Theatre By The Lake’s Lakes Season at the York Theatre Royal is a 12-day repertory programme that transferred to York from Keswick, where it was performed this summer. Single Spies is the second of four plays, the first being Sense and Sensibility.

The Lakes Season seems to have stumbled across an accidental theme with Single Spies. It is the second play to be staged at the theatre royal this autumn that is not only written by Alan Bennet, but also about chance encounters between colourful celebrities. The first is The Habit of Art, which charts a fictional reunion between Benjamin Britten and W.H. Auden, both famous for having taboo homosexual relations – Britten with young boys, and Auden with men. The second is Single Spies, a double bill about a group of British double agents called the Cambridge Five, who worked for the Russian intelligence from the 1930s and into the Cold War.


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Interestingly, none of the Cambridge Five were prosecuted for spying, and only some fled the UK. The first act of the double bill, titled An Englishman Abroad, follows a factual encounter between the actress Coral Browne and the double agent Guy Burgess, which occurs 20 years after Burgess fled to Russia. The second act, A Question of Attribution, follows the life of double agent Anthony Blunt, and his quiet life in London years after his spying activities.

The couple next to me put it well – the second act is long and dull. However, the first act is interesting. There is a good dose of self-humour in An Englishman Abroad, which feels almost like a short story. It ends without tying ends, and through the slightly ridiculous encounter between Brown and Burgess, it gives a subtle insight into friendship and loneliness, and shows the strange ways in which humans can bond.

Karen Ascoe runs circles around the other actors. An Englishman Abroad begins with a wonderful talking heads-style monologue by Browne about her acting career that opens up a fleshed-out and fascinating character. I was just getting settled into Ascoe’s brilliant one-woman play, when the monologue ends, and she becomes a side-character and narrator. It is strange how little Bennet gives her character after the initial setup. Still, Ascoe’s performance as the Queen in the second act injects A Question of Attribution with a pinch of pepper that counteracts the poor writing and the dullness of the general performance.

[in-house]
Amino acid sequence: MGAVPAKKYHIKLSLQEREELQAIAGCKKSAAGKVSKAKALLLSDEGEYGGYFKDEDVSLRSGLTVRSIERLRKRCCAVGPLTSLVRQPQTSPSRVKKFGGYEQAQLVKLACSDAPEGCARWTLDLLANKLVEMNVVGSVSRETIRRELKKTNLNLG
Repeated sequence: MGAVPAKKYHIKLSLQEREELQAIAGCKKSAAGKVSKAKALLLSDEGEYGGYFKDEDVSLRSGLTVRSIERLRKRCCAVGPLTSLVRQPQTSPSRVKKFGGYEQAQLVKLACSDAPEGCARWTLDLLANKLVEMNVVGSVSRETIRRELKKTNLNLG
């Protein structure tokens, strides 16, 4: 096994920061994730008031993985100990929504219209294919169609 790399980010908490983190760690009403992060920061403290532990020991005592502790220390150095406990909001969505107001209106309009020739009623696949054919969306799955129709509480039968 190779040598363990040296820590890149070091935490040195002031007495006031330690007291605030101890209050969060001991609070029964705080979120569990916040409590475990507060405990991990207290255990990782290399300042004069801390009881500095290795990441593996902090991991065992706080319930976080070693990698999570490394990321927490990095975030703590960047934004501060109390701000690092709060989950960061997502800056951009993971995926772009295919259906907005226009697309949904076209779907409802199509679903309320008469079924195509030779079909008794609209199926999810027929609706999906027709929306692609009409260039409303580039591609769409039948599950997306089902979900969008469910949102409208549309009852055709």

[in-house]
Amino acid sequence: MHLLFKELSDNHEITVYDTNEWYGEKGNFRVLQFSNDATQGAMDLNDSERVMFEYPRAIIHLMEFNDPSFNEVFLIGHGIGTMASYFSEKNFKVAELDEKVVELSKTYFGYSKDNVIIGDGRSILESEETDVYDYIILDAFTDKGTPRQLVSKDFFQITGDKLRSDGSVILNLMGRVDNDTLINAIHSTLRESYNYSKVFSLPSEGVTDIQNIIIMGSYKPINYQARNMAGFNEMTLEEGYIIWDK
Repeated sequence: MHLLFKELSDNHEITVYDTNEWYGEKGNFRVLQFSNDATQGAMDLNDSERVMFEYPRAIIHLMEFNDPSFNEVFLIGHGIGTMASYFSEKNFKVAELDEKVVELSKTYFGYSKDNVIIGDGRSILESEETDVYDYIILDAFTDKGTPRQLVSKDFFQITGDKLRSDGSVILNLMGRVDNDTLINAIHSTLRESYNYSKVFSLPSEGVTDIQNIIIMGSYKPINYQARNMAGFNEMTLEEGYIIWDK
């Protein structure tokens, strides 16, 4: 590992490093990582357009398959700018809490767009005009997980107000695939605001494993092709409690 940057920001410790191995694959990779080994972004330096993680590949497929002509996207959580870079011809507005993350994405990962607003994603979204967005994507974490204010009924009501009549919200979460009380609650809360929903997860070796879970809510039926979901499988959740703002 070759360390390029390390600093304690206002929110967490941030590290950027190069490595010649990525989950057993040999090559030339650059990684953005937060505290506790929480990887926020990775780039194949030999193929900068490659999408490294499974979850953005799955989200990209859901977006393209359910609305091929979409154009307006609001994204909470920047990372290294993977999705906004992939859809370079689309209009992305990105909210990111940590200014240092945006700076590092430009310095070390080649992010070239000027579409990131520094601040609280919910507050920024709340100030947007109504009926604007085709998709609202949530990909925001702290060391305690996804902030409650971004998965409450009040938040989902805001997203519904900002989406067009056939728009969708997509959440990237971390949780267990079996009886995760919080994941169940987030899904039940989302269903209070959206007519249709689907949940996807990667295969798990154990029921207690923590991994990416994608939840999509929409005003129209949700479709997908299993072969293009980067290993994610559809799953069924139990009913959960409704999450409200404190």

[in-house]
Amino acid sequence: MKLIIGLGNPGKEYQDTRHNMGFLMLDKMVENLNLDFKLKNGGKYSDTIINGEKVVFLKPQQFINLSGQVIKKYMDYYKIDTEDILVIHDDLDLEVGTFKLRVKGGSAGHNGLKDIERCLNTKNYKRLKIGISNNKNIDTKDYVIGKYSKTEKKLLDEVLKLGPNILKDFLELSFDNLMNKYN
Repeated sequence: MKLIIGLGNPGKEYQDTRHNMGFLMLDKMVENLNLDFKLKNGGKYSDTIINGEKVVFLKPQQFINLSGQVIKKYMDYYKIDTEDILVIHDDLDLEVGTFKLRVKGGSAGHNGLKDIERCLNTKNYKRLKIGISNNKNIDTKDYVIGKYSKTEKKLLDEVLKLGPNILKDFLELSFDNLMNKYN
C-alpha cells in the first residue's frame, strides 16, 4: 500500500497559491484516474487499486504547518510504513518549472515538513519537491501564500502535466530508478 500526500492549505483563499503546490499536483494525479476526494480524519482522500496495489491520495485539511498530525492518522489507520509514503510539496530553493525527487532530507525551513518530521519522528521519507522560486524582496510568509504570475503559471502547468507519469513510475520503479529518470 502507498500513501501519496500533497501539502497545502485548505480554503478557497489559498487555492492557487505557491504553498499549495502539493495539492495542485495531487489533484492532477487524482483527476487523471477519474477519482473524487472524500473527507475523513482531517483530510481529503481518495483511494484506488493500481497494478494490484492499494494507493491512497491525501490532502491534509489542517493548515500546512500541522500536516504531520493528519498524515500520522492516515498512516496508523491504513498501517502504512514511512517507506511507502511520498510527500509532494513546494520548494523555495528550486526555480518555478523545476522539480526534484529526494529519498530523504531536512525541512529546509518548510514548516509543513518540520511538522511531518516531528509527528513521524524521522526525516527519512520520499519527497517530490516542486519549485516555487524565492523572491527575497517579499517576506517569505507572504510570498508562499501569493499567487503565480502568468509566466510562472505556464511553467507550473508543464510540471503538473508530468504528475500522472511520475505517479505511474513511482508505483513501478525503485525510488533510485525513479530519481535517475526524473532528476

The creative team’s input also injects life into the action, particularly Louie Whitemore and Top Show’s surreal set design. While the rotating stage and the curtain does creak a little, the picture frames and the half-box room had a crooked cartoonishness that offsets the realist acting and added witty self-awareness. I loved the stark lighting changes, and the absurdist fades into very tight spotlights, particularly in An Englishman Abroad.

Single Spies is worth a watch, but anyone bracing themselves should research the Cambridge Five beforehand, and be wary after the interval.

Single Spies is playing at the York Theatre Royal until 14 November. For more information and tickets, click here.